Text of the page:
When UC Davis chemical ecologist Walter Leal received a major award from the Entomological Society of America at its 56th annual meeting, held in Reno, DEET has something to do with it.
Leal, who received the Recognition Award in Insect Physiology, Biochemistry and Toxicology from ESA president Michael Gray, has amassed an amazing record of productivity. Most recently: his lab discovered the mode of action for the mosquito repellent, DEET.
Contrary to previous hypotheses, DEET doesn't jam a mosquto's sense of smell or mask the smell of the host. The reason why mosquitoes avoid DEET is they don't like the smell and avoid it.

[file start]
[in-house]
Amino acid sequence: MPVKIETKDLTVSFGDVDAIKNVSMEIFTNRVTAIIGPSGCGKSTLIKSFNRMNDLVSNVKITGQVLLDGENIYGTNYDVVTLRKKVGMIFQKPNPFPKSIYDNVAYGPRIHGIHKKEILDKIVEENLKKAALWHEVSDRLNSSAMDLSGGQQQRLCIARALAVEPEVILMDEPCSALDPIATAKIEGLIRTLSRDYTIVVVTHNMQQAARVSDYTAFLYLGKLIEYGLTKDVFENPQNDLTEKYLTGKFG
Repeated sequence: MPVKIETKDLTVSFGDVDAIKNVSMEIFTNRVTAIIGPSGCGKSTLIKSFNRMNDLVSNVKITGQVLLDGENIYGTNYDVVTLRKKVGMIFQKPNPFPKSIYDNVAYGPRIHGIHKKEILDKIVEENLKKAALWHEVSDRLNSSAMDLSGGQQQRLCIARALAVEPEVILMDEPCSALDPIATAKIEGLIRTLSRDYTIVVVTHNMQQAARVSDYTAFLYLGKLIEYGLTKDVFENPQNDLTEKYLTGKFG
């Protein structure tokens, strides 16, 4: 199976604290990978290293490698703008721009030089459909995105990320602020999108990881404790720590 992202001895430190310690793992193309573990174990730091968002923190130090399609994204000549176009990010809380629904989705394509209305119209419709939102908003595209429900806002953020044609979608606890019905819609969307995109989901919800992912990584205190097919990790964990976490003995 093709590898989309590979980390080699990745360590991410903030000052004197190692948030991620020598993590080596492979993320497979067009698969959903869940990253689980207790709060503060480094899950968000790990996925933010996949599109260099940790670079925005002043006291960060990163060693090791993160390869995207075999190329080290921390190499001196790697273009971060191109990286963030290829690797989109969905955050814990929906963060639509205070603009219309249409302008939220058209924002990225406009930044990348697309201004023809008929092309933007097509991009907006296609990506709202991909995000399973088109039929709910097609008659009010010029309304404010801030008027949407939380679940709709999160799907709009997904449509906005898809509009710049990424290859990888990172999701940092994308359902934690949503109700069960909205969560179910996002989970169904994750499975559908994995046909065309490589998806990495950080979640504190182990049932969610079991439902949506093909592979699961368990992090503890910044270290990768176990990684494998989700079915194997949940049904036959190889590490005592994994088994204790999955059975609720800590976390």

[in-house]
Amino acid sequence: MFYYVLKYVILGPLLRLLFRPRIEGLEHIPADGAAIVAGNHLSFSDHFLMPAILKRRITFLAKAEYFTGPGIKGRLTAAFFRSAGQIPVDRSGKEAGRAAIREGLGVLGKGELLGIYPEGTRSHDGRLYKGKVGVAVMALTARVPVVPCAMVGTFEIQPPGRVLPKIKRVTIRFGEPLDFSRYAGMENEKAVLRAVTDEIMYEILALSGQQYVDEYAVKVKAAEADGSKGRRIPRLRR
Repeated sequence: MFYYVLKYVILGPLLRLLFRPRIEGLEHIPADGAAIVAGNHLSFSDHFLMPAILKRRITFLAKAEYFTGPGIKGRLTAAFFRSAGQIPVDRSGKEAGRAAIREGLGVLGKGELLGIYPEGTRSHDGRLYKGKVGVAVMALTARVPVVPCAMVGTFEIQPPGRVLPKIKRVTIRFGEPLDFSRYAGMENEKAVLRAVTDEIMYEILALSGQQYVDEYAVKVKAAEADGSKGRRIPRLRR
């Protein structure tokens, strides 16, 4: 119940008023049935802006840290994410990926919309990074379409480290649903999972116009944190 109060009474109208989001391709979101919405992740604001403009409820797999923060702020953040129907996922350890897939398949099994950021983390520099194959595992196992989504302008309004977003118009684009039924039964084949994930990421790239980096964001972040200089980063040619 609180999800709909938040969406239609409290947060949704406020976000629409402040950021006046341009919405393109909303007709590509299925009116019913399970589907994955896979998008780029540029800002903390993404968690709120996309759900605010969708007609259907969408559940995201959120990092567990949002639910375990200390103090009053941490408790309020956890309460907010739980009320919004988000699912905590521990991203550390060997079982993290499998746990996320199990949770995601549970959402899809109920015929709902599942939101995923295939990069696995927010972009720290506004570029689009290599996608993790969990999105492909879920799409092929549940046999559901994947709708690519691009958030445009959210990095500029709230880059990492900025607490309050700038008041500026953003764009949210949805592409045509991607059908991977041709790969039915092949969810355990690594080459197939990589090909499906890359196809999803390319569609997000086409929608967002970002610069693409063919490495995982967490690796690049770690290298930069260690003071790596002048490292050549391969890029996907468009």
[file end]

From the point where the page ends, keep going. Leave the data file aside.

Leal, professor of entomology and former chair of the UC Davis Department of Entomology, was one of seven professionals receiving distinguished awards at the ESA meeting. The other categories were extension, entomology, horticultural entomology, teaching, the certification program, and early career innovation.
A pioneer in the field of insect olfaction, Leal is best known for his research on the mode of action of odorant–binding proteins and odorant-degrading enzymes on the identification and synthesis of insect sex pheromones and on insect chemical communication.
As colleague Ring Cardé, chair of the Department of Entomology at UC Riverside, said: "Dr. Leal is one of the leading scientists worldwide studying the chemistry of pheromone communication in insects and related arthropods.”